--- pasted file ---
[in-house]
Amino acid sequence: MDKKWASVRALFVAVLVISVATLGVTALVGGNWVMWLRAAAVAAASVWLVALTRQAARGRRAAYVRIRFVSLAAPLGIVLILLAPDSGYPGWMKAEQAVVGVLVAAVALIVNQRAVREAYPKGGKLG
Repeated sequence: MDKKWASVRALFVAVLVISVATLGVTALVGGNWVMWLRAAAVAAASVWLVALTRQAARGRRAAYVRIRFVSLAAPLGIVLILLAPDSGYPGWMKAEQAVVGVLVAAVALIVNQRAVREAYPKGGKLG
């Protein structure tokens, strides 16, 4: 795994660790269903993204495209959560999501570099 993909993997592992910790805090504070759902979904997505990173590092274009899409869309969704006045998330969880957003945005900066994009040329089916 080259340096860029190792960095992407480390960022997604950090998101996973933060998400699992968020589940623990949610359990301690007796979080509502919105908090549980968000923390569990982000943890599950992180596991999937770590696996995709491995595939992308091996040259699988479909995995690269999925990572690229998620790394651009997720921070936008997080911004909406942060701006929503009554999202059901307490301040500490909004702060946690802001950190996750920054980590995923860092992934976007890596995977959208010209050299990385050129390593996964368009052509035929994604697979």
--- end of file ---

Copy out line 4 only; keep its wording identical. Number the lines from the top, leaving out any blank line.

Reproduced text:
């Protein structure tokens, strides 16, 4: 795994660790269903993204495209959560999501570099 993909993997592992910790805090504070759902979904997505990173590092274009899409869309969704006045998330969880957003945005900066994009040329089916 080259340096860029190792960095992407480390960022997604950090998101996973933060998400699992968020589940623990949610359990301690007796979080509502919105908090549980968000923390569990982000943890599950992180596991999937770590696996995709491995595939992308091996040259699988479909995995690269999925990572690229998620790394651009997720921070936008997080911004909406942060701006929503009554999202059901307490301040500490909004702060946690802001950190996750920054980590995923860092992934976007890596995977959208010209050299990385050129390593996964368009052509035929994604697979």